18 June 2015
- From the section Technology
Up to three-quarters of UK households are still not getting the top broadband speeds promised by advertisements, according to consumer watchdog Which?
Up to 15.4 million households were paying for packages with advertised maximum speeds they would not achieve, a report suggests.
Ofcom has begun a broadband crackdown, making it easier for people to swap providers if they are unhappy with the speed of their service.
But Which? said more needed to be done.
Its tests also suggested that only 17% of homes were achieving the average advertised speed, with even fewer during peak evening times.
The problem was particularly bad in rural areas where 98% of homes were unable to get the advertised headline speed of the broadband service they had chosen.
“We want Ofcom to ensure consumers get the speeds promised by providers,” said Which? executive director Richard Lloyd.
“It is not good enough that millions of homes are so poorly served by their broadband provider with speeds that just don’t live up to what was advertised.”
Under current rules, internet service providers have to ensure that 10% of customers can achieve a top speed before they can advertise it as the maximum.
The research suggested that some packages could not even meet that low threshold.
Its tests indicated that only 4% of customers on TalkTalk’s 17Mbps package were getting the top advertised speed and just 1% of those on BT’s 76Mbps deals could achieve that speed.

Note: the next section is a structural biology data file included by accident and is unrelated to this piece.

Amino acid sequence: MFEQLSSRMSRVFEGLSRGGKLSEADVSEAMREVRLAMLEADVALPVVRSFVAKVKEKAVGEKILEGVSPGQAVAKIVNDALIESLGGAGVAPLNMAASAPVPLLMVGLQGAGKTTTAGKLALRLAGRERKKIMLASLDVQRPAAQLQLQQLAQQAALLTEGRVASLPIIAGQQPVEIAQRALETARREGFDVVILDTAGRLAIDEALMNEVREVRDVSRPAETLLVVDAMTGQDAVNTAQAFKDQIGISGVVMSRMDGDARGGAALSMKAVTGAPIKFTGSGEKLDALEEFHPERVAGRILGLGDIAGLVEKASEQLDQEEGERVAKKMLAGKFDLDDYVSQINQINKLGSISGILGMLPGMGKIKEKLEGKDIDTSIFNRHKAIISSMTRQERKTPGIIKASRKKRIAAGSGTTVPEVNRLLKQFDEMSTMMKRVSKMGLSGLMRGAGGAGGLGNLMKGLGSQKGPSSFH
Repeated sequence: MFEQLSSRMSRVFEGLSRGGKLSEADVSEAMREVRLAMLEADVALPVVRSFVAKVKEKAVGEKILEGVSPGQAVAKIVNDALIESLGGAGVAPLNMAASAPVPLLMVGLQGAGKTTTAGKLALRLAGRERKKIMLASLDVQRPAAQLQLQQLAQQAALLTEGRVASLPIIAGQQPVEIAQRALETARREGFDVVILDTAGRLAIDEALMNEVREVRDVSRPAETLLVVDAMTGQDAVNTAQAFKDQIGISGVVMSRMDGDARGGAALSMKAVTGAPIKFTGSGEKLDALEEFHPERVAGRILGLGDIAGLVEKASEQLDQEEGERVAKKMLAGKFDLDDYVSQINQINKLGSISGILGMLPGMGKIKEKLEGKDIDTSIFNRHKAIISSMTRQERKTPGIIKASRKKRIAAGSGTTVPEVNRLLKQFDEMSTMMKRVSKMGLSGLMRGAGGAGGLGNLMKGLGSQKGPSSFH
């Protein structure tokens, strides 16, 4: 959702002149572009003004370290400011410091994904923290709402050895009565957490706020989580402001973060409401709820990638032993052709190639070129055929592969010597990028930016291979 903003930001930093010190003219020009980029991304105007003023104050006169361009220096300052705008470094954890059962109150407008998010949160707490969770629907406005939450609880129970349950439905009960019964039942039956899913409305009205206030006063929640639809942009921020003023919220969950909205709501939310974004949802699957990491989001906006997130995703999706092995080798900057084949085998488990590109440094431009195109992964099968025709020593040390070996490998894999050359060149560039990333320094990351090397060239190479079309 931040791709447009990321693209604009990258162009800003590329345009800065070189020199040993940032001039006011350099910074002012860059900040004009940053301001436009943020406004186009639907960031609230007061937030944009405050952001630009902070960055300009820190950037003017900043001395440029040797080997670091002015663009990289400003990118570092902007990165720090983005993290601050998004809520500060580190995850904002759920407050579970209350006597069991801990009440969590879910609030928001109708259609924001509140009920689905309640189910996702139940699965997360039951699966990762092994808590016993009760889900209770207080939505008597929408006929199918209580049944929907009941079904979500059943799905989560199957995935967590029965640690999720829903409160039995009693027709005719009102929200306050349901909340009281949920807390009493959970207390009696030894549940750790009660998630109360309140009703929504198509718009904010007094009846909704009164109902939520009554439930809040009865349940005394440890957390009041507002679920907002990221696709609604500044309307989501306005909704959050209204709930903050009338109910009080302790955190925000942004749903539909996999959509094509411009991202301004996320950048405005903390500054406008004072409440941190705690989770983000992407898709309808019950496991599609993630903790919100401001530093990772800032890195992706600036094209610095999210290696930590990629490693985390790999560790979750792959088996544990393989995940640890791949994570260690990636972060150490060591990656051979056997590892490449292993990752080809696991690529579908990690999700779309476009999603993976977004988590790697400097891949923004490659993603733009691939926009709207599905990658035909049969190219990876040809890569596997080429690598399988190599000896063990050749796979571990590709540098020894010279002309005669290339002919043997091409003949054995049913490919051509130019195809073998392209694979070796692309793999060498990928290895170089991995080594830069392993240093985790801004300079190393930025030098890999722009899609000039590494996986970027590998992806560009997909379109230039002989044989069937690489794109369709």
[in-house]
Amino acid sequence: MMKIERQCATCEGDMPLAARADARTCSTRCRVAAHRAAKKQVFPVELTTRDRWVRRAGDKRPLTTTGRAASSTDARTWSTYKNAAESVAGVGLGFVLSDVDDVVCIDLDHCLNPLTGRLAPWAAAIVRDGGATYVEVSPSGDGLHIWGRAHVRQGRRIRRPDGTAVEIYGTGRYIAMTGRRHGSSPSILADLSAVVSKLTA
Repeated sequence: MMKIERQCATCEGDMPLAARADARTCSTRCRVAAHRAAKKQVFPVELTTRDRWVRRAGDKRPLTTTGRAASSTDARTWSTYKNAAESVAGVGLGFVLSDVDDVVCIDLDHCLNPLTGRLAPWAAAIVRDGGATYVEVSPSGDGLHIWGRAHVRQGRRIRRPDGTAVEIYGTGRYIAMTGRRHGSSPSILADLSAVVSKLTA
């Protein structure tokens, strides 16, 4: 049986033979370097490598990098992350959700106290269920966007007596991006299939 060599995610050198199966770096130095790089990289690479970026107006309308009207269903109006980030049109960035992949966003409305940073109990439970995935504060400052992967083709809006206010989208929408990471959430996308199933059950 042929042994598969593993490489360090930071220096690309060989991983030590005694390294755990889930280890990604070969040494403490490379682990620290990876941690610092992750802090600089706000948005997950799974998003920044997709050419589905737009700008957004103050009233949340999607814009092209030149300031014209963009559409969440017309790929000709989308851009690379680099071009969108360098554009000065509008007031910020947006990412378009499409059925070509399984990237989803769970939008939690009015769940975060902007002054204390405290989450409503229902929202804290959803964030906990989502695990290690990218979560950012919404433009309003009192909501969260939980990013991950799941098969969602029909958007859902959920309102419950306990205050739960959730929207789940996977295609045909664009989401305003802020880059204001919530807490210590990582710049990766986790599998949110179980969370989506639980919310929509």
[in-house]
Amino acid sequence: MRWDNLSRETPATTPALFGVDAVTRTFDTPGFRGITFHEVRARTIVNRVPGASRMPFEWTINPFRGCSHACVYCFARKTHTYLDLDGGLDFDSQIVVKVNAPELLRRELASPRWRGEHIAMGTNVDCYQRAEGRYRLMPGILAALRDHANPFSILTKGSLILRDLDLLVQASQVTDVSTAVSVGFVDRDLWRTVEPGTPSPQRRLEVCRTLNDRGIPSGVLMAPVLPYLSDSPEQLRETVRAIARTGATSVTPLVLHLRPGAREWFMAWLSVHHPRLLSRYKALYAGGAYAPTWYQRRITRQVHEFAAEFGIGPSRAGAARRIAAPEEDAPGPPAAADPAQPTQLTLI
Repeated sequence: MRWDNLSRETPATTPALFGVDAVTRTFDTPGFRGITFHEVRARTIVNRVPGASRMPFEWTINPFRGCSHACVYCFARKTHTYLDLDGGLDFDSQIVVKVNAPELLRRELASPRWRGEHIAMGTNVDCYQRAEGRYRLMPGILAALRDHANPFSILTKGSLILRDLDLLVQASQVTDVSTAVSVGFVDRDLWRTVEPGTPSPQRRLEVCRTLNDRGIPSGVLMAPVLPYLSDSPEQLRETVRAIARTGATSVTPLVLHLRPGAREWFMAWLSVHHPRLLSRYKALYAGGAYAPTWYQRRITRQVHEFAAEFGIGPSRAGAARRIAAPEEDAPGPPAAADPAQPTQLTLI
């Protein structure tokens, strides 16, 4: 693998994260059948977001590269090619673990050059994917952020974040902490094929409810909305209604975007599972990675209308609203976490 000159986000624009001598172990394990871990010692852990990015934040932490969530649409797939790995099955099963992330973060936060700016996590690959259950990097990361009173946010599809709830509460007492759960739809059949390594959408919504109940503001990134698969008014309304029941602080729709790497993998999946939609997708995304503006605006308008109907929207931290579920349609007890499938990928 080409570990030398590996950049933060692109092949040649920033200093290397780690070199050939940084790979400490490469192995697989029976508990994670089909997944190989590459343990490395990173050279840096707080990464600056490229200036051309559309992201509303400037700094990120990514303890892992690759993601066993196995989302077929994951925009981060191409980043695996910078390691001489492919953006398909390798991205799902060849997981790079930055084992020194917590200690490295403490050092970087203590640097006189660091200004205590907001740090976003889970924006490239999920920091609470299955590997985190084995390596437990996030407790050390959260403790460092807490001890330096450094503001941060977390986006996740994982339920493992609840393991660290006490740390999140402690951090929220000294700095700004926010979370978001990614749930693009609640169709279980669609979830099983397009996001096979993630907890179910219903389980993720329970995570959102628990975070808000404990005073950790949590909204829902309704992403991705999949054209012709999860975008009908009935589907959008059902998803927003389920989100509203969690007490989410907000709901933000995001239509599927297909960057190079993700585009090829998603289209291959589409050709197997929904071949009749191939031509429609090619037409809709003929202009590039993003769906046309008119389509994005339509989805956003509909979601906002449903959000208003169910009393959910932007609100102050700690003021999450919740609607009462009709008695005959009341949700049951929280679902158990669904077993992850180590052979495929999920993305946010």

The ISPs disputed these claims.
“Our data, based on over half a million customers, which far exceeds Which’s base of a few hundred, shows that TalkTalk homes can achieve speeds beyond 17Mbps,” said a TalkTalk spokesman.
“We’re compliant with the advertising guidelines and if they change, we will continue to comply. Our network is faster and more resilient than ever and we continue to work hard to further increase broadband speeds.”
Meanwhile BT said that more than 10% of its super-fast broadband customers could achieve speeds of 80Mbps or above.
“We’re very clear that customers should not rely on headline claims, but instead use the personal speed quote we give them at the point of sale, which is based on their own line,” it said in a statement.
“If they aren’t happy with this personalised speed they can decide not to buy from us; if they are happy with the speed, but find they don’t achieve it, we allow them to end their contracts in line with the Ofcom code of practice.”
Sebastien Lahtinen, of broadband website ThinkBroadband, said it was difficult to provide one message for all.
“It can be very frustrating for consumers who buy an ‘up to 76 meg’ broadband service, only to find out they can only in fact receive a fraction of this speed,” he said.
“The problem with marketing broadband services which are delivered over telephone lines is the service speed will depend on the quality of the line and without knowing your telephone number, a provider can’t personalise this marketing message.”
Publishing average speeds would “mislead those users who had better quality lines”, he said.
The best thing that consumers could do was make sure that they got an estimate of the speeds they could expect from their supplier before they signed up to new packages, he added.
Which? wants Ofcom to work with the Advertising Standards Authority to ensure that broadband providers advertise only speeds that are available for the majority of their customers.
It also wants the watchdog to publish data annually showing what proportion of consumers receive the advertised speeds for the main broadband packages.